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May 24, 2018
Getting the UK health system to the moon is about giant leaps, not small steps—Part II
By: Dan West

In my last blog we covered the importance of re-imagining how health can be managed for better outcomes, rather than maintaining perverse, volume-based incentives to treat people who are already unwell, and how incremental changes in efficiency are not going to be sufficient to sustain the UK health system in the long term.

There are many challenges when it comes to taking a Lunar Leap, but I’d like to narrow them down to two main categories, if you’ll bear with me: financial, and transformation capacity and capital funding.

About the money…

On the financial side, health CEOs and CIOs are wrestling with several issues. First, IT budgets (as a proportion of annual budget / turnover) in the UK health organisations are lower than almost any other industry—resulting in systematic underinvestment in technology. Then, in the current climate, aggressive cost improvement targets result in growing pressure on all spending, including IT, which exacerbates the problem. Trust boards struggle to justify investing in replacement, or in the evolution of IT systems that are adequate for current operations (if it ain’t broke, don’t fix it). This sometimes implies accepting risks by continuing to operate, or failing to fully maintain, unsupported technology, which can result in increasing security vulnerabilities (see WannaCry for more details).

Then, despite a growing volume of anecdotal evidence and advocacy, there’s still a lack of validated, empirical evidence that IT investment (digital?) can be an enabler of significant efficiencies in organisations and regions. At times, when faced with the inevitable “do we do A, or do we do B?” business case and budget decisions, there is an understandable unwillingness among Trust boards to make a big, strategic commitment in the face of this uncertainty. Added to this is the historic absence of a macro-economic model at a regional level, or the ability to address wider regional spending, that allows reductions in one area to be offset against benefits in another (recognising that the new wave of ICSs may begin to address this). There is also little clarity on the availability of longer term external capital for the purposes of future planning (the need for right-and-proper discipline being applied in business cases and applications for funding is understandable, but results in lack of ability to forecast effectively).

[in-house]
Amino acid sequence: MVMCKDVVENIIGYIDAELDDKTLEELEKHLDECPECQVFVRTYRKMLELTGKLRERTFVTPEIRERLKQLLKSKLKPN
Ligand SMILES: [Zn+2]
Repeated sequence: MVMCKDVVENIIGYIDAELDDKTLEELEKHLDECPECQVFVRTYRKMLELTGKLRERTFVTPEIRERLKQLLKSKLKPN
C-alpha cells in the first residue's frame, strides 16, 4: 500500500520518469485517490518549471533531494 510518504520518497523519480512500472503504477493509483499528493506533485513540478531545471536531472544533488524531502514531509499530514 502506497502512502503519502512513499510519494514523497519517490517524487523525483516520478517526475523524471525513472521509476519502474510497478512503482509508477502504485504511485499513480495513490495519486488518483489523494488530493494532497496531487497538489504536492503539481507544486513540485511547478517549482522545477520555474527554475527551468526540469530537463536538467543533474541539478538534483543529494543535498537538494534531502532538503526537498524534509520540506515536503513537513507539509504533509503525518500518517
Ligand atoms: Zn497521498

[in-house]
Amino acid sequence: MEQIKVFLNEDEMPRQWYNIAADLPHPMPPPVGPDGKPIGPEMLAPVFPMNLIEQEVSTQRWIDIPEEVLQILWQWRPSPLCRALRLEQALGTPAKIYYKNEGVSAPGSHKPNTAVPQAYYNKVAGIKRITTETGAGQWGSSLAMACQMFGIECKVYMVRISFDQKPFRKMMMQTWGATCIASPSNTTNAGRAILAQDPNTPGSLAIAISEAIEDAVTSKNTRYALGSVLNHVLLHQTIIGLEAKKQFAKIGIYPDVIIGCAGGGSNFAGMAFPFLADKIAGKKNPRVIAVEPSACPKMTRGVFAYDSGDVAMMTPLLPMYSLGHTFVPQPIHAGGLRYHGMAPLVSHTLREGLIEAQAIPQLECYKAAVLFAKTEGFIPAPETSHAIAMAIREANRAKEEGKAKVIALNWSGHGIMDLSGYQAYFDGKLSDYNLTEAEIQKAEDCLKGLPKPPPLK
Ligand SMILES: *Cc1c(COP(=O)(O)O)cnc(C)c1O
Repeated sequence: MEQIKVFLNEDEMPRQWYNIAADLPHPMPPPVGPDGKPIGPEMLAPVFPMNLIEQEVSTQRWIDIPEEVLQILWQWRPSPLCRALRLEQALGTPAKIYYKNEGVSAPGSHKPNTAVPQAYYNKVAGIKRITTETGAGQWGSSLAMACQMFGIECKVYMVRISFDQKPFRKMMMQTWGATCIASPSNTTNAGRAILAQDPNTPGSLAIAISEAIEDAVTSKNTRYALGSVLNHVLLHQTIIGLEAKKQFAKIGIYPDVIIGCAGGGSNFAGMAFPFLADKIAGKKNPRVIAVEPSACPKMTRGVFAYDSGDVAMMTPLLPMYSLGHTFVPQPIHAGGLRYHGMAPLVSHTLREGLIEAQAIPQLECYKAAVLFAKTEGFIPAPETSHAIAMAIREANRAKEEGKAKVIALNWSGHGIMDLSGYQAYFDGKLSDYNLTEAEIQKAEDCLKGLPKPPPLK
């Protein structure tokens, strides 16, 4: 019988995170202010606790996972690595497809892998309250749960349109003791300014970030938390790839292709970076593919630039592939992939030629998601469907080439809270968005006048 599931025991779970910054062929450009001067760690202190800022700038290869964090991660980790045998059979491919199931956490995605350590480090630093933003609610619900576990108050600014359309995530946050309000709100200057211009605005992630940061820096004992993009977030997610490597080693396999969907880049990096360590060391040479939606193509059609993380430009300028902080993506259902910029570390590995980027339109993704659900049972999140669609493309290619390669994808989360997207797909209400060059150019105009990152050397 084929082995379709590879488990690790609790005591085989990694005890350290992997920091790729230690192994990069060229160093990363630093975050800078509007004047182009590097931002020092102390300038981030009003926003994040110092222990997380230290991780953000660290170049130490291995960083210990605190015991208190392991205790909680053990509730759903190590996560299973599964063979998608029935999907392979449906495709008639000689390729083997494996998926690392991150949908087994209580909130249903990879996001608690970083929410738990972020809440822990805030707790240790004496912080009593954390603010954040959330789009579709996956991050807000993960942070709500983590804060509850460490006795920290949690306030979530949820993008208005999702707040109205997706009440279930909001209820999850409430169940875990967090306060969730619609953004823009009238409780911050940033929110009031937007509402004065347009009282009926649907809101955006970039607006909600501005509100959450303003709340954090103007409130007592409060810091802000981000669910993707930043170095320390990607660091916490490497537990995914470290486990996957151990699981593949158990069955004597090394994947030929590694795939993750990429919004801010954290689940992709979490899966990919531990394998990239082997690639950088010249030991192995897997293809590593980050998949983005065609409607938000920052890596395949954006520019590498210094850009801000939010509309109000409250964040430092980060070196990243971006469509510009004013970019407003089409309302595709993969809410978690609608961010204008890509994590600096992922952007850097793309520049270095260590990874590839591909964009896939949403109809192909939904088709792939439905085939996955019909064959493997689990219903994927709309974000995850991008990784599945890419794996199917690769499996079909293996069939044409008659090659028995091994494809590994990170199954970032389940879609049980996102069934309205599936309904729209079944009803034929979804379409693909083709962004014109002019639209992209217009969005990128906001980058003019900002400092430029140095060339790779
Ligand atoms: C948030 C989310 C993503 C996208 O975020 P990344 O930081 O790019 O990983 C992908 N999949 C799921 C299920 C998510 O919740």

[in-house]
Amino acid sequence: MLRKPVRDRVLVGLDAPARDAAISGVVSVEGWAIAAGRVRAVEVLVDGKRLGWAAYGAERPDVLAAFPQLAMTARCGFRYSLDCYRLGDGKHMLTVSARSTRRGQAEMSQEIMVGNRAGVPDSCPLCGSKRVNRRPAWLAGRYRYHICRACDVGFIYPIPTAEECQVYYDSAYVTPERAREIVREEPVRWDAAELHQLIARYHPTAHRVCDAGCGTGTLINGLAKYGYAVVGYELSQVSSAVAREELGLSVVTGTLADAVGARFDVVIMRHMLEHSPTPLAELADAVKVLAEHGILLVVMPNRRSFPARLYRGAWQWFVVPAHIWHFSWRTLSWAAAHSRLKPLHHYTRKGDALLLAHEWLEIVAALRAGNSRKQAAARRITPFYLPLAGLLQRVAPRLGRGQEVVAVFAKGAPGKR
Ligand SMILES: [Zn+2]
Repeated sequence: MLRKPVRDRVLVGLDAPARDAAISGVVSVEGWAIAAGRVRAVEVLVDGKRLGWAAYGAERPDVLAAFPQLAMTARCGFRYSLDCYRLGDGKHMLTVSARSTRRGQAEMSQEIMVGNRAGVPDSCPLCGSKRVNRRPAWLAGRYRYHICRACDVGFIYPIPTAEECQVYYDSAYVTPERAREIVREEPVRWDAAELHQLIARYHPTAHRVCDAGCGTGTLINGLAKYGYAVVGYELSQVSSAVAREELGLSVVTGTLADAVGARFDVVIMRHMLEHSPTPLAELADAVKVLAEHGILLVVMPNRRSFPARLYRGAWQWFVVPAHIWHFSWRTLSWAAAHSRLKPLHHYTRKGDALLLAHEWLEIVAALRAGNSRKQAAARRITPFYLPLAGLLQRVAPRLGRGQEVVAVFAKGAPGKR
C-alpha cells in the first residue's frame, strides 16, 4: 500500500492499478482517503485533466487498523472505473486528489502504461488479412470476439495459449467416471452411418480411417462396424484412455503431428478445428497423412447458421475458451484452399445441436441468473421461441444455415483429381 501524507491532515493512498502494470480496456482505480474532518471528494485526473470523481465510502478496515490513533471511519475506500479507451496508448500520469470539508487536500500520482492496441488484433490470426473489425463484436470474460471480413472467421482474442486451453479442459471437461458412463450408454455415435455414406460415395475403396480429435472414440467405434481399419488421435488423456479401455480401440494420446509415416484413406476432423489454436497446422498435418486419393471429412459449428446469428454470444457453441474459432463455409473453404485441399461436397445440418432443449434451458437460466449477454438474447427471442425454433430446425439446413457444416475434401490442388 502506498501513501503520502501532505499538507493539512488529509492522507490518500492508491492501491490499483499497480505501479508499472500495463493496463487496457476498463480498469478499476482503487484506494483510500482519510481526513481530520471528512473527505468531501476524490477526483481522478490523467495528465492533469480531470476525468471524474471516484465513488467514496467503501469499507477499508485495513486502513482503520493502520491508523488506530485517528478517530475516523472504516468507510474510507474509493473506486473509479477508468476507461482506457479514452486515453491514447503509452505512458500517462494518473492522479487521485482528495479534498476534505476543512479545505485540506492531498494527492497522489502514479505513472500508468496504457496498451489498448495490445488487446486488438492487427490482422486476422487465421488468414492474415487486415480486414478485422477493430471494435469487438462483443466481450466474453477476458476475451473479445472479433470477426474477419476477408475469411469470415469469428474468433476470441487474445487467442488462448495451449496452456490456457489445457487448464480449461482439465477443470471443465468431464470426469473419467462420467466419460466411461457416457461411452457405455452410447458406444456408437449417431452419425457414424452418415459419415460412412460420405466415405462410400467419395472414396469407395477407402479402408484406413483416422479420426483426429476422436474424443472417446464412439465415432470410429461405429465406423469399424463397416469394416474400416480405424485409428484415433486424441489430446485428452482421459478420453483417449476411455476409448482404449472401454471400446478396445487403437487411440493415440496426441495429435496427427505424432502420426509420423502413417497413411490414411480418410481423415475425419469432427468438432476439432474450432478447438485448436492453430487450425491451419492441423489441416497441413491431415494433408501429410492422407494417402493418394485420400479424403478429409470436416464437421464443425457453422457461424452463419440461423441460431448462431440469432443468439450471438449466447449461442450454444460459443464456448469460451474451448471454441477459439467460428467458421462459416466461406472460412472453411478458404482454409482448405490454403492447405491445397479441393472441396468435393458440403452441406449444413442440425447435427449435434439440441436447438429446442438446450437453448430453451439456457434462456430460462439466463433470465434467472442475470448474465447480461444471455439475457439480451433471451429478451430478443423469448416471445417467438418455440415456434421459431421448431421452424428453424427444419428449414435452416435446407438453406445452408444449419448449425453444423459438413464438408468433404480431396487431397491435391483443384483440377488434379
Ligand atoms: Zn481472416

In terms of transformation capacity and capital funding…

While public healthcare eco-systems can often create a vision about how they want to deliver services in the future, they often find it difficult to create the buy-in across the different leadership teams and organisations that allows them to take the journey, and the experience to know how and where to start. They are in desperate need of the capacity to break down big transformations into small, deliverable chunks and accelerate delivery and benefits across multiple organisations as well as the resources that can foster collaborative leadership to create alignment and break down silos. At the same time, they require the agility to define requirements and quickly procure new services and information systems from the market. Often, the eco-systems also lack the discipline to fully realise the benefits of each change, and the funding to be able to deliver the transformation at scale.

Where there is national investment cascading to the end delivery organisations, it is often enough to "get to the start line" but seldom sufficient to fund the full organisational transformation that is needed to realise the potential that Digital has delivered in other industries.

If you’re struggling to take the Lunar Leap, whether the obstacle is more financial or more to do with transformation capacity, and you’d like to bounce some ideas off us, please feel free to get in touch.

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